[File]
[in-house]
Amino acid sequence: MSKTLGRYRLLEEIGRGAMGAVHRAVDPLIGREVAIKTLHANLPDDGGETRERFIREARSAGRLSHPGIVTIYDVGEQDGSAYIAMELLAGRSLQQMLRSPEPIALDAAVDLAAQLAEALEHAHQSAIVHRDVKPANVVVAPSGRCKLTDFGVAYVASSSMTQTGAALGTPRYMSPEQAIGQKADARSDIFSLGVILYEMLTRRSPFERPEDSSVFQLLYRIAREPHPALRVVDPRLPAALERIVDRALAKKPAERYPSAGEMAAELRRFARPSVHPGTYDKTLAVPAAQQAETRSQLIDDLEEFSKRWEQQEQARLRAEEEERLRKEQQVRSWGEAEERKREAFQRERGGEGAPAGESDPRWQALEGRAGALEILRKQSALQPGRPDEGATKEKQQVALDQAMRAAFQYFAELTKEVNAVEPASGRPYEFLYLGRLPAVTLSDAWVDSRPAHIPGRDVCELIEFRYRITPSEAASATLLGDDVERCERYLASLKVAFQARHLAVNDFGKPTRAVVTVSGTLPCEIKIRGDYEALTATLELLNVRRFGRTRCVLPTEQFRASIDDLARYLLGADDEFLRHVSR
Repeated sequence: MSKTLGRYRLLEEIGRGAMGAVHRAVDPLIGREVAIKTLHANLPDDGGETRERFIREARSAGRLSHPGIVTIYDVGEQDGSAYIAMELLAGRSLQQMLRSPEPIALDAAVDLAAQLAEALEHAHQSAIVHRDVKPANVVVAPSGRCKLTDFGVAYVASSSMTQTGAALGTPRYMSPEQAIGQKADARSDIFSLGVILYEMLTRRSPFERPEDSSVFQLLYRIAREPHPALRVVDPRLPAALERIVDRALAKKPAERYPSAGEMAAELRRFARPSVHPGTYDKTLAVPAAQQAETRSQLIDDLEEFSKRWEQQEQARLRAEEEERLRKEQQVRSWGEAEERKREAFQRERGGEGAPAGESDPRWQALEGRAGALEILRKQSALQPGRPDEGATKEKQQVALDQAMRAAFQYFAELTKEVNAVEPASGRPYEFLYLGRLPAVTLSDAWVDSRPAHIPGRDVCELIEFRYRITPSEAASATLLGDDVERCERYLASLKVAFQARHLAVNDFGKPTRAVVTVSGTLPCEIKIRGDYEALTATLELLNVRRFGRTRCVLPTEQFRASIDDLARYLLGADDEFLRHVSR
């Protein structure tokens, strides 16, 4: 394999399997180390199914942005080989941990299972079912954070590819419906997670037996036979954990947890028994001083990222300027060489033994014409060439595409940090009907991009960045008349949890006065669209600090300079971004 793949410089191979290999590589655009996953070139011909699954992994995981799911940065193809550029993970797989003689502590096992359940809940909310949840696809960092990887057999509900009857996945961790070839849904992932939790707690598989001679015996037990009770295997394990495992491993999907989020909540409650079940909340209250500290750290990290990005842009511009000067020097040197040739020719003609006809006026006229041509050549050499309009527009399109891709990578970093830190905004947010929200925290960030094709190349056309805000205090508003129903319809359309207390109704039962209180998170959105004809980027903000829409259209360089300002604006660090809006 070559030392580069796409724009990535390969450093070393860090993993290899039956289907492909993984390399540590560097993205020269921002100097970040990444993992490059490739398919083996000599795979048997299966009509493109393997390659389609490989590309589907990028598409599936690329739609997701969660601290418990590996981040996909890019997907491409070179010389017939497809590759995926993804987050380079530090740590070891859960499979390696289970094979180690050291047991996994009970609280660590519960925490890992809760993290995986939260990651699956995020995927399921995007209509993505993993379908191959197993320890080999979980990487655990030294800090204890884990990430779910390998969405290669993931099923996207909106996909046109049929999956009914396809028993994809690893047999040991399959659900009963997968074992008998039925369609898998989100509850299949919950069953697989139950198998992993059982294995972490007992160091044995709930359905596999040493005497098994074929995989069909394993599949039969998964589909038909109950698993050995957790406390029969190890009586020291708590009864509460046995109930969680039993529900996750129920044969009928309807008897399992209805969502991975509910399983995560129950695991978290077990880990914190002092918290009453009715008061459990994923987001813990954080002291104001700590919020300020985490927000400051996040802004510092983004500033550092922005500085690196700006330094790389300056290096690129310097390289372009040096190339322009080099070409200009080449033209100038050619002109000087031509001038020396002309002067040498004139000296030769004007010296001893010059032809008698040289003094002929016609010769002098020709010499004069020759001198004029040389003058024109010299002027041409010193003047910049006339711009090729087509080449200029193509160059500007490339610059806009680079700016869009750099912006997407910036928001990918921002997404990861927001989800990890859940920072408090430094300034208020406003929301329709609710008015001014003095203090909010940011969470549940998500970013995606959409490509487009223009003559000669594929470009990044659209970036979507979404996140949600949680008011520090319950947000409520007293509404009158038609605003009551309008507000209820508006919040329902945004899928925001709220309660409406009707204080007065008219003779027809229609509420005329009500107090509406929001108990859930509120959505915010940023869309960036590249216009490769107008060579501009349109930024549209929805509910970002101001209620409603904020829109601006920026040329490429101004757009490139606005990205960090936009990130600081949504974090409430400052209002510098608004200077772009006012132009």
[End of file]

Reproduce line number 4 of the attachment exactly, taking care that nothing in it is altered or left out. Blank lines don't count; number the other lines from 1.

């Protein structure tokens, strides 16, 4: 394999399997180390199914942005080989941990299972079912954070590819419906997670037996036979954990947890028994001083990222300027060489033994014409060439595409940090009907991009960045008349949890006065669209600090300079971004 793949410089191979290999590589655009996953070139011909699954992994995981799911940065193809550029993970797989003689502590096992359940809940909310949840696809960092990887057999509900009857996945961790070839849904992932939790707690598989001679015996037990009770295997394990495992491993999907989020909540409650079940909340209250500290750290990290990005842009511009000067020097040197040739020719003609006809006026006229041509050549050499309009527009399109891709990578970093830190905004947010929200925290960030094709190349056309805000205090508003129903319809359309207390109704039962209180998170959105004809980027903000829409259209360089300002604006660090809006 070559030392580069796409724009990535390969450093070393860090993993290899039956289907492909993984390399540590560097993205020269921002100097970040990444993992490059490739398919083996000599795979048997299966009509493109393997390659389609490989590309589907990028598409599936690329739609997701969660601290418990590996981040996909890019997907491409070179010389017939497809590759995926993804987050380079530090740590070891859960499979390696289970094979180690050291047991996994009970609280660590519960925490890992809760993290995986939260990651699956995020995927399921995007209509993505993993379908191959197993320890080999979980990487655990030294800090204890884990990430779910390998969405290669993931099923996207909106996909046109049929999956009914396809028993994809690893047999040991399959659900009963997968074992008998039925369609898998989100509850299949919950069953697989139950198998992993059982294995972490007992160091044995709930359905596999040493005497098994074929995989069909394993599949039969998964589909038909109950698993050995957790406390029969190890009586020291708590009864509460046995109930969680039993529900996750129920044969009928309807008897399992209805969502991975509910399983995560129950695991978290077990880990914190002092918290009453009715008061459990994923987001813990954080002291104001700590919020300020985490927000400051996040802004510092983004500033550092922005500085690196700006330094790389300056290096690129310097390289372009040096190339322009080099070409200009080449033209100038050619002109000087031509001038020396002309002067040498004139000296030769004007010296001893010059032809008698040289003094002929016609010769002098020709010499004069020759001198004029040389003058024109010299002027041409010193003047910049006339711009090729087509080449200029193509160059500007490339610059806009680079700016869009750099912006997407910036928001990918921002997404990861927001989800990890859940920072408090430094300034208020406003929301329709609710008015001014003095203090909010940011969470549940998500970013995606959409490509487009223009003559000669594929470009990044659209970036979507979404996140949600949680008011520090319950947000409520007293509404009158038609605003009551309008507000209820508006919040329902945004899928925001709220309660409406009707204080007065008219003779027809229609509420005329009500107090509406929001108990859930509120959505915010940023869309960036590249216009490769107008060579501009349109930024549209929805509910970002101001209620409603904020829109601006920026040329490429101004757009490139606005990205960090936009990130600081949504974090409430400052209002510098608004200077772009006012132009």